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We anticipate that within five years, the fruit-bearing trees will begin to mature and the village can begin the transition from tea to more nutritious crops. Certainly this transition will benefit the villagers who now live in poverty and cannot even afford to buy the tea they grow for the factories.

Jay Goodfriend


8

Dec

2008

Hindu Blessing for Tree Planting

As we await the coming of the rain, the local villagers are holding a blessing ceremony on the land as a way of assuring our success. The whole community is now behind the effort and we are happy to be a part of their world. This occasion included good food and a large turn out of our friends and workers.

Jay Goodfriend

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18

Oct

2008

Tree Planting Under Way

KP supervises ground preparation for tree planting.

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20

May

2008

Funding for Tree Planting

Community Friends’ board is pleased to announce that a source for bridge funding been found that will pay for the purchase and planting of 10,000 trees on the land to be reforested in Sri Lanka. Work is about to start, preparing the land itself – which means clearing weeds and tangled surface growth, digging contour drains to help stabilize the hillsides and improve the land’s water retention, and digging 10,000 holes. We will also be starting a local nursery so that as many of the 10,000 trees as possible will be grown by micro-entrepreneurs in our community.

We are also pleased to announce that Dr. Gamini Hittunayaka, of the University of Peradenia, has offered to provide us with technical support in guiding our many choices and strategies for this program.

Thanks to all for your generous support!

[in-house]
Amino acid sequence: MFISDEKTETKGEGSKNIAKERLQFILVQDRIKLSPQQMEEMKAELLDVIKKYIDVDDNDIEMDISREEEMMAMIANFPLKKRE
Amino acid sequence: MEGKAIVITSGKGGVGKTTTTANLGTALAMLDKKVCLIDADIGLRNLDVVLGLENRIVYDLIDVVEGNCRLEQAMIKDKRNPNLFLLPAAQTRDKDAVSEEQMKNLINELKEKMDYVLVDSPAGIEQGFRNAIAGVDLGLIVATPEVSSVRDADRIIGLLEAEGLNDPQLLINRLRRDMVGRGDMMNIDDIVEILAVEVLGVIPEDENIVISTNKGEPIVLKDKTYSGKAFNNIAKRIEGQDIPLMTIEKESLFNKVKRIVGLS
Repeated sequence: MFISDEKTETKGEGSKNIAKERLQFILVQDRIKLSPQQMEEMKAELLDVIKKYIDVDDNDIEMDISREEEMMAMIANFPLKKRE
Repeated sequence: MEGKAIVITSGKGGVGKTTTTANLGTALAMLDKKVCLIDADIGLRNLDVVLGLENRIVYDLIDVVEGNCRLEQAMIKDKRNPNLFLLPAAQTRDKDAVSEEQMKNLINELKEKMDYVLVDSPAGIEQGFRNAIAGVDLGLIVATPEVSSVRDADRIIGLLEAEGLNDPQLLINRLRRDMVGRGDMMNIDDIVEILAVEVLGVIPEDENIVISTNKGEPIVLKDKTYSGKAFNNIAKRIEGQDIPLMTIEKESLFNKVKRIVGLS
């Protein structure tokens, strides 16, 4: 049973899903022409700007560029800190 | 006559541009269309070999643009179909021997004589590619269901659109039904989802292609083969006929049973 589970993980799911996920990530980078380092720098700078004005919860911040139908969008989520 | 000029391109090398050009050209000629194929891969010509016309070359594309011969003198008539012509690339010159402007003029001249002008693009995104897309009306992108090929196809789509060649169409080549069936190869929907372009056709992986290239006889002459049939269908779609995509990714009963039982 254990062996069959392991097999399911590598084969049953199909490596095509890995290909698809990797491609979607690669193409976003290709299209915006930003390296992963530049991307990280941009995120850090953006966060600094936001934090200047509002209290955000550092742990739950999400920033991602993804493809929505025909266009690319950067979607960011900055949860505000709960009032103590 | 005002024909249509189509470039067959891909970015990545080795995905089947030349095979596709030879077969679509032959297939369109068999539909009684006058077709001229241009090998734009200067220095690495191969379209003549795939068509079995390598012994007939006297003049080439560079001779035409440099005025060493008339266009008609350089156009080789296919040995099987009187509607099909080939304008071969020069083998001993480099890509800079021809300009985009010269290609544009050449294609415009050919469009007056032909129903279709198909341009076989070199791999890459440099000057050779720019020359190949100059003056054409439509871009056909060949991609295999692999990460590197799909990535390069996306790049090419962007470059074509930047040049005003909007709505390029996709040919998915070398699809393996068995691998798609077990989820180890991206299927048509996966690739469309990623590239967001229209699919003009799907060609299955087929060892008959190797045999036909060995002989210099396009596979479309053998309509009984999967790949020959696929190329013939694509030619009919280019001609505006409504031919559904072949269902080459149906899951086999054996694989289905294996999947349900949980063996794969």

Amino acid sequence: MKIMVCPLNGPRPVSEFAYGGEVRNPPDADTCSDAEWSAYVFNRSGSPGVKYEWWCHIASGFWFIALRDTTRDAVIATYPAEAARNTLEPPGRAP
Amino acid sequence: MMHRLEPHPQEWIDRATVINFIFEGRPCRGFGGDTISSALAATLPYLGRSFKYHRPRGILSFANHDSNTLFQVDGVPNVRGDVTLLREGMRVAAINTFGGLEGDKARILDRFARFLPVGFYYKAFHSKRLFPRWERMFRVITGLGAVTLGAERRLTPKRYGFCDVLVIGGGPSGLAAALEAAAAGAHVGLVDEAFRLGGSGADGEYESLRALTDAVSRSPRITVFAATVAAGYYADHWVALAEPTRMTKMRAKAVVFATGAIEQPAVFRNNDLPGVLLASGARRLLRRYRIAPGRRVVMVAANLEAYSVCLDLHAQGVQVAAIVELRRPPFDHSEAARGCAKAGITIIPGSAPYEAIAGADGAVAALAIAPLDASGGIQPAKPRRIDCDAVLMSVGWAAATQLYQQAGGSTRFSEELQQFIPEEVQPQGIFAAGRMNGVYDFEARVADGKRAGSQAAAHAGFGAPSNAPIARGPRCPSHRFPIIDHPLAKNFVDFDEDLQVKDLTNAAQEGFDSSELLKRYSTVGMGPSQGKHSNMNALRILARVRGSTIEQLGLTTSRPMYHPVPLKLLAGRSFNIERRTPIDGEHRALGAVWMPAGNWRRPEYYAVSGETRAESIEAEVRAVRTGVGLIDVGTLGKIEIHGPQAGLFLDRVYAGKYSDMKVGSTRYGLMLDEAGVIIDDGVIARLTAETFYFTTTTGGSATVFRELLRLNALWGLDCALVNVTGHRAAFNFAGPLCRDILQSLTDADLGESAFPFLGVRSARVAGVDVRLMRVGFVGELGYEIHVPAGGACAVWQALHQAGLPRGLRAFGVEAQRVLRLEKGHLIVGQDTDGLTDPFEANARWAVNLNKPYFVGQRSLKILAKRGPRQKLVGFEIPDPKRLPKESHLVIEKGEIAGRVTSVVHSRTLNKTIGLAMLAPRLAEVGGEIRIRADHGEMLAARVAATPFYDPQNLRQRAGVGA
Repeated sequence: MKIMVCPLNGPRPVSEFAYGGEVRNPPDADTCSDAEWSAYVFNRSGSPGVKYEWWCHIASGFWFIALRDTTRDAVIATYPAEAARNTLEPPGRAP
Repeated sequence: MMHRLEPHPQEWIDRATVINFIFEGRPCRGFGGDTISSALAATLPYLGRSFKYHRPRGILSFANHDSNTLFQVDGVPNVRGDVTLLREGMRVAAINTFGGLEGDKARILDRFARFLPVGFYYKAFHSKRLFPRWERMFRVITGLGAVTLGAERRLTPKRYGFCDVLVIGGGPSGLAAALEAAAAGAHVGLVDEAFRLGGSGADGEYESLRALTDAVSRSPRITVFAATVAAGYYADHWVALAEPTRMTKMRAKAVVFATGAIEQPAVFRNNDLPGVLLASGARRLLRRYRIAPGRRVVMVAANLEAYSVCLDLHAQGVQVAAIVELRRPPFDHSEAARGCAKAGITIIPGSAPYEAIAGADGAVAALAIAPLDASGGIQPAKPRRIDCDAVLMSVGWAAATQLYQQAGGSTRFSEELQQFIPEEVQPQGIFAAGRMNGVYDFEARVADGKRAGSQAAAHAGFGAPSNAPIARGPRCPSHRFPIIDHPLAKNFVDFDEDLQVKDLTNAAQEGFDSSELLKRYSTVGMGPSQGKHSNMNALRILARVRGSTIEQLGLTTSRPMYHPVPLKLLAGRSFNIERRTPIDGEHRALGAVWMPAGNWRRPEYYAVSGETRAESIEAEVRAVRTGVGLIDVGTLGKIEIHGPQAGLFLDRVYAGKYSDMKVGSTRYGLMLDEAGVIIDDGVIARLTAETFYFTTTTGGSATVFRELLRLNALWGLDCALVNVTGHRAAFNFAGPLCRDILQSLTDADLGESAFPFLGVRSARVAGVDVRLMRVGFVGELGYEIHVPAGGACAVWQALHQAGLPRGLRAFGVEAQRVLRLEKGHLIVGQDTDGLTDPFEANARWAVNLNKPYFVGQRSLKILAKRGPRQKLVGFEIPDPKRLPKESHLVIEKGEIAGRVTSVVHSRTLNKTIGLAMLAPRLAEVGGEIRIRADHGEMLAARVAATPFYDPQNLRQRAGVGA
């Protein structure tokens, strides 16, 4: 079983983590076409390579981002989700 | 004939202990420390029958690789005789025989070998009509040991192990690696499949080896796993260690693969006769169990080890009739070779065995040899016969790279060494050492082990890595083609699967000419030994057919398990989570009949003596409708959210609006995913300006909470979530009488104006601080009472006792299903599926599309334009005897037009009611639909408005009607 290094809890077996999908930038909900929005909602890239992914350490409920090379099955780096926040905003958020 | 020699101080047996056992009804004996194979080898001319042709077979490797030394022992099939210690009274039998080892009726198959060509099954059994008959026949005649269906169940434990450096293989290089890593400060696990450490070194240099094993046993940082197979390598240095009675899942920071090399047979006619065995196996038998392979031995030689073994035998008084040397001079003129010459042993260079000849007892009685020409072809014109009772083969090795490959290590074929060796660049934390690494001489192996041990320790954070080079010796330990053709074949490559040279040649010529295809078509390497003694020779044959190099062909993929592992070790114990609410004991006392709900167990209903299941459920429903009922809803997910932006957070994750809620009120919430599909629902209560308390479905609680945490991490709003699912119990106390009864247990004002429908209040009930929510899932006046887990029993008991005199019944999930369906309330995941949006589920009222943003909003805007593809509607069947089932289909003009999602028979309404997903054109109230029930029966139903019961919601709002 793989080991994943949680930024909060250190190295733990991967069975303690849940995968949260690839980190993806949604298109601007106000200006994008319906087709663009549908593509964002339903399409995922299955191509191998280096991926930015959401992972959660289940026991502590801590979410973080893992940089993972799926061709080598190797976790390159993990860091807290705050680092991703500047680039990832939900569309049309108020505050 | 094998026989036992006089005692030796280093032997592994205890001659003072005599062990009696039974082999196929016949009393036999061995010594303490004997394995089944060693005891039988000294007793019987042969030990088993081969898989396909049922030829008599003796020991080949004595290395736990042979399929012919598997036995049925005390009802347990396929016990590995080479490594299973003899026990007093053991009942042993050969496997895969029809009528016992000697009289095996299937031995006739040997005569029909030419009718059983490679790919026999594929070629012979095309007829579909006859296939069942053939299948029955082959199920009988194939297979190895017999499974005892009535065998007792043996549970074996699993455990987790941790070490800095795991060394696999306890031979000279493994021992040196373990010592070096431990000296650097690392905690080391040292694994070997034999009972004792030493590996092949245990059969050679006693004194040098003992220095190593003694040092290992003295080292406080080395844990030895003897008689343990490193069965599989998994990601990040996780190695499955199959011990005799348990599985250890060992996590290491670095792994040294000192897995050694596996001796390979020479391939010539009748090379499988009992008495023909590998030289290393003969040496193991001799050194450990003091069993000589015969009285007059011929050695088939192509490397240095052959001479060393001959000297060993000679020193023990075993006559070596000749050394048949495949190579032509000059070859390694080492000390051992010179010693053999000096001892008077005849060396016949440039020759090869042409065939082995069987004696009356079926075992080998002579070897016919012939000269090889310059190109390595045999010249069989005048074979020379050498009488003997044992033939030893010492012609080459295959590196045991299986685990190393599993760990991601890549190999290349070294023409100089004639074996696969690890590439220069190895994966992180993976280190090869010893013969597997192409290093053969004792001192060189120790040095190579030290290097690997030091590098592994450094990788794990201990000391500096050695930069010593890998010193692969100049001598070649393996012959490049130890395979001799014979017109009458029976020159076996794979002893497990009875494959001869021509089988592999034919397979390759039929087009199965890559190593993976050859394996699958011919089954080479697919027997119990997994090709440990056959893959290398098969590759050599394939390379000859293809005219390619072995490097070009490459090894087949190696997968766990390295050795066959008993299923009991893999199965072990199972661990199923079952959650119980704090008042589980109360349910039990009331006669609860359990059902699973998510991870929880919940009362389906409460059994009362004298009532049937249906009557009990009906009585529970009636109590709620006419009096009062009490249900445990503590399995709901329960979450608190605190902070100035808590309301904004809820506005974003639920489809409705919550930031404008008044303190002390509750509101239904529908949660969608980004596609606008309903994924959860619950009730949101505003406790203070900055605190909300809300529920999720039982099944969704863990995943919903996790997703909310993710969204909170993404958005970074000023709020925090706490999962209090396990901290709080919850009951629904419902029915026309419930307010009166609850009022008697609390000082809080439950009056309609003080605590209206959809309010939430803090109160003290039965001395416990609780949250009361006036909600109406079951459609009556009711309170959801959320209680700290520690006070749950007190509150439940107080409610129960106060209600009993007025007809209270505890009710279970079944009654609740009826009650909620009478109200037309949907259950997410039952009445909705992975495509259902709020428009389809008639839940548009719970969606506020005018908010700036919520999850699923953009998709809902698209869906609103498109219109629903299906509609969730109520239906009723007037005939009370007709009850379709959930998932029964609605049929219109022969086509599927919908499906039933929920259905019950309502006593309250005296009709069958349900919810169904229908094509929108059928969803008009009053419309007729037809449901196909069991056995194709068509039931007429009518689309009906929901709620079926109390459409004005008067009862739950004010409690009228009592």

Jay Goodfriend


14

Mar

2008

Land Transition

This month we are meeting in Kandy, Sri Lanka, to hear a proposal for the land revitalization. Decades of tea production have deeply impacted the soil and wildlife habitat here, leaving nothing but crystalline dolomite where once a verdant forest stood. Steeply sloping terrain combined with torrential rains during two seasonal monsoons have further contributed to the decline of topsoil deposits. And, once again, we are confronted with a local population that seems to be held in poverty by the jobs they cling to – tending and plucking tea.

The proposal that we are considering is this: transition the land away from tea towards agroforestry. This means replacing the tea plants with fruit-bearing trees. In this way, we can help stimulate the local economy with fruit production while at the same time repairing the land by creating greater biodiversity, a return of native species, and through the elimination of chemical fertilizers. The proposal is to plant trees during two or three rainy seasons, so that the young trees freshly planted will have abundant water and a weaker sun to contend with.